(Back to Glasgow- where Julie reflects on her family background.)
“Don’t you remember a couple of New Years ago we went to a party at my Uncle Hughie’s after the bells?” said Julie. “He has a house in Govanhill not that far from my mum and dad’s place.”
“Mm…, come to think of it I do, but that can’t be him, your uncle must be seventy if he’s a day.”
“Nearly eighty, if not more, I’d say. No, not him, it’s his son young Hughie.”
“Young Hughie! Look, this dead man is in his forties…”
“Yes, yes, I know that but they just called him that to distinguish him from his father.” Julie replied patiently.
Des looked at the image again and thought for a minute.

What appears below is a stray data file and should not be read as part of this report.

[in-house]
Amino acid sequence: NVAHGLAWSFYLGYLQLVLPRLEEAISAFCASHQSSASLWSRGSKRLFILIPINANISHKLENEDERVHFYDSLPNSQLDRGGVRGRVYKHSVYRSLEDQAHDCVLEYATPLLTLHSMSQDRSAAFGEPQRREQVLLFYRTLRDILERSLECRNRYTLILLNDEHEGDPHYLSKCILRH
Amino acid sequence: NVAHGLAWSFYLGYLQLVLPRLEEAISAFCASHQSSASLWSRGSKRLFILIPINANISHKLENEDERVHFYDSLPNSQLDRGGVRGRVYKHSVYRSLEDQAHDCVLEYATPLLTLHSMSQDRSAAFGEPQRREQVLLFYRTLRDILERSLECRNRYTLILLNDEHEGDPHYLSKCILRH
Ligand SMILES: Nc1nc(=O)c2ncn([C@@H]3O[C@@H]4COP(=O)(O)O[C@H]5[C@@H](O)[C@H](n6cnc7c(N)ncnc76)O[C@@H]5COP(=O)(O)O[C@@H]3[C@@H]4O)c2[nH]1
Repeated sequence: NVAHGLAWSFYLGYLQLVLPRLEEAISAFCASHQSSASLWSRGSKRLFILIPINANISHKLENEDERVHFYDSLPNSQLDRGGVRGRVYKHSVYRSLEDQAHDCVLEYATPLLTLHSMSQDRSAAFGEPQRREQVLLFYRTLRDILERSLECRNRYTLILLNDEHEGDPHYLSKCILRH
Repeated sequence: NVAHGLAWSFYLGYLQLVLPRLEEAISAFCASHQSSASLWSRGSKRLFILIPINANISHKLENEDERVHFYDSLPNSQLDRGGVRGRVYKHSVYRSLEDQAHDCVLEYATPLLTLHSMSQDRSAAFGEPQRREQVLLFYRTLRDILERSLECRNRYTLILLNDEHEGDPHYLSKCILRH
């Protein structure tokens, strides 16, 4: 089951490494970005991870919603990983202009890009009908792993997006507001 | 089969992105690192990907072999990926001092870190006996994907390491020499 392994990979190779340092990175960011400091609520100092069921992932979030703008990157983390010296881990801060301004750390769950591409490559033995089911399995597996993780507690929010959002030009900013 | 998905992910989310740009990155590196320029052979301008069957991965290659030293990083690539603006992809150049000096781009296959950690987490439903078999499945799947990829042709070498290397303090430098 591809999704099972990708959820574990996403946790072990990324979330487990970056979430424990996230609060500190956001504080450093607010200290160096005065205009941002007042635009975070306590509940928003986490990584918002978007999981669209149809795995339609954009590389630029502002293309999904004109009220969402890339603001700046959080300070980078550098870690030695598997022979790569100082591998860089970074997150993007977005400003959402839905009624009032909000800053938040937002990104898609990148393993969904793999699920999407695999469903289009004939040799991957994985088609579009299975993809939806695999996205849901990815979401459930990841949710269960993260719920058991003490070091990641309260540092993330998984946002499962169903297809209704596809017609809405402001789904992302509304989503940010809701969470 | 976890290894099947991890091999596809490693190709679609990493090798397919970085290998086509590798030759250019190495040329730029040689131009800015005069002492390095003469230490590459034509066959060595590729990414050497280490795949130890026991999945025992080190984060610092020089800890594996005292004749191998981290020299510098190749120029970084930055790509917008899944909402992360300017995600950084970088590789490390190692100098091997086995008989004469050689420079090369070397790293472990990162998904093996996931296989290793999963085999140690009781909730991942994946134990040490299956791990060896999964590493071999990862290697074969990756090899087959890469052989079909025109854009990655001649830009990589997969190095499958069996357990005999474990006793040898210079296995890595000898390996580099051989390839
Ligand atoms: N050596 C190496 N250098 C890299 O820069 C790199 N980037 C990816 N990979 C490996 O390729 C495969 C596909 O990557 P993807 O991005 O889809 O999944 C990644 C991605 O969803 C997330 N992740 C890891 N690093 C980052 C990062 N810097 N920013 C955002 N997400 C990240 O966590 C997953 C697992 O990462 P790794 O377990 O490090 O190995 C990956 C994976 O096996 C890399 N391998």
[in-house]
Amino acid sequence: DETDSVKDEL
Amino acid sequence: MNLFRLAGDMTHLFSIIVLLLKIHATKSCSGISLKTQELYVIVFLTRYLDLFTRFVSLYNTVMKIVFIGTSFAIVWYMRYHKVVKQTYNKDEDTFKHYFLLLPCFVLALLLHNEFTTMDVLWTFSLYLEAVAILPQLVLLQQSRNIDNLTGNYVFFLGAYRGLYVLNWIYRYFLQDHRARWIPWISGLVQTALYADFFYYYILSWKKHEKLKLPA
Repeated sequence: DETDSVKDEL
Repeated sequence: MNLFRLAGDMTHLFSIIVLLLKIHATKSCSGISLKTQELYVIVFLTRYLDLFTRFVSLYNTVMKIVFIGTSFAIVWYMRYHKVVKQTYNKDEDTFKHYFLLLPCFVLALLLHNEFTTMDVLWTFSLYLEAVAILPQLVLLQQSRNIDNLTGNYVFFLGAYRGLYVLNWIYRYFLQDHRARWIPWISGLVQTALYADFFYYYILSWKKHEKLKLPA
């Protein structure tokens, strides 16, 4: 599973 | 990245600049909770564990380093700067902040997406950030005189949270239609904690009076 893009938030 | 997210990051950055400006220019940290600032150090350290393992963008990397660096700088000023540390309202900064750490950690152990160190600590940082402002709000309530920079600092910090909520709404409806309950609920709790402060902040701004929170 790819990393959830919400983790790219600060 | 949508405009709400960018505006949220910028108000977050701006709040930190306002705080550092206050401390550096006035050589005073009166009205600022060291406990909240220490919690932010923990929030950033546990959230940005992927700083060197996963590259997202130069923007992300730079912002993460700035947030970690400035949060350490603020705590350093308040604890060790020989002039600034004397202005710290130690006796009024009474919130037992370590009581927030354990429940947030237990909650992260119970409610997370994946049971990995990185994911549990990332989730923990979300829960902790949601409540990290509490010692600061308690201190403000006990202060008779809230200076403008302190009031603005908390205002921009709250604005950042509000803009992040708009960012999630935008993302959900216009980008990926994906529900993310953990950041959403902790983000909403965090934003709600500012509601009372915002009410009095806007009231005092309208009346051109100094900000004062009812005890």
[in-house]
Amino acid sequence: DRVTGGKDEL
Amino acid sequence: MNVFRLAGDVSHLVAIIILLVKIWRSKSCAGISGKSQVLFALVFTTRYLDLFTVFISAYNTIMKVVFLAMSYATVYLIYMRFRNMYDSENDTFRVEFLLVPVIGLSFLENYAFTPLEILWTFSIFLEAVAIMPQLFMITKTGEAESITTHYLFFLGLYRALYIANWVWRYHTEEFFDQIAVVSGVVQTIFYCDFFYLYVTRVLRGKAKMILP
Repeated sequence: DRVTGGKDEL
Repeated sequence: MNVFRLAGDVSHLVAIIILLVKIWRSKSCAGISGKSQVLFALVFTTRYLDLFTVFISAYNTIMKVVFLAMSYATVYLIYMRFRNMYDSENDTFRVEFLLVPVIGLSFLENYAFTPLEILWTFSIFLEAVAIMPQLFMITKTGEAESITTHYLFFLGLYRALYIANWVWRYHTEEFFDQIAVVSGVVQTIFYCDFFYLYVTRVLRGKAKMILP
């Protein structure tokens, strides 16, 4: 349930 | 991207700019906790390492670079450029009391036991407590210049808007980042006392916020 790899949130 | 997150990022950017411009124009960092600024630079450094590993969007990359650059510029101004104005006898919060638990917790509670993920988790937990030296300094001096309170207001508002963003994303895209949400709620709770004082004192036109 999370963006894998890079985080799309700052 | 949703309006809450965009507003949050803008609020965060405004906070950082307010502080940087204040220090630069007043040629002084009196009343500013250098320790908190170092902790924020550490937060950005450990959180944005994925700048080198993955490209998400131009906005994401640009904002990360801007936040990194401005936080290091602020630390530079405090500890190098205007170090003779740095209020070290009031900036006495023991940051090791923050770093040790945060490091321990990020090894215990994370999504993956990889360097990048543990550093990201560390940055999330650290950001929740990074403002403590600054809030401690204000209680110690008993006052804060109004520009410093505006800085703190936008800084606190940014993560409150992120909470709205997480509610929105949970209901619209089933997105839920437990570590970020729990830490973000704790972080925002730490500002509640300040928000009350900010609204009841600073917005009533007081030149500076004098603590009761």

“Ah yes!” he said, slapping his head lightly “I do remember him. It’s coming back to me now. I only spoke to him for a few minutes. Irish guy, big tip for himself, likes to talk like a gangster. I know he’s a relative of yours but not quite my cup of tea – if my memory serves me right.”
“Wrong on the Irish bit, he’s one of these ‘plastic paddies’ as my dad used to call them. Start talking about the old country, give them a few drinks and the ‘Oirish’ accent becomes more pronounced and more bizarre. Almost right about the gangster bit, though more what you would call a fly man rather than muscle. Building trade, supplying labour, a bit of stolen goods, fencing gear in the black-market, general fraud – usual stuff. He had a few contacts over in Belfast that he liked to boast about. Tried to make out he was well in with the Provos and the like.”
“For a pharmacist you seem well up in the world of petty criminals!”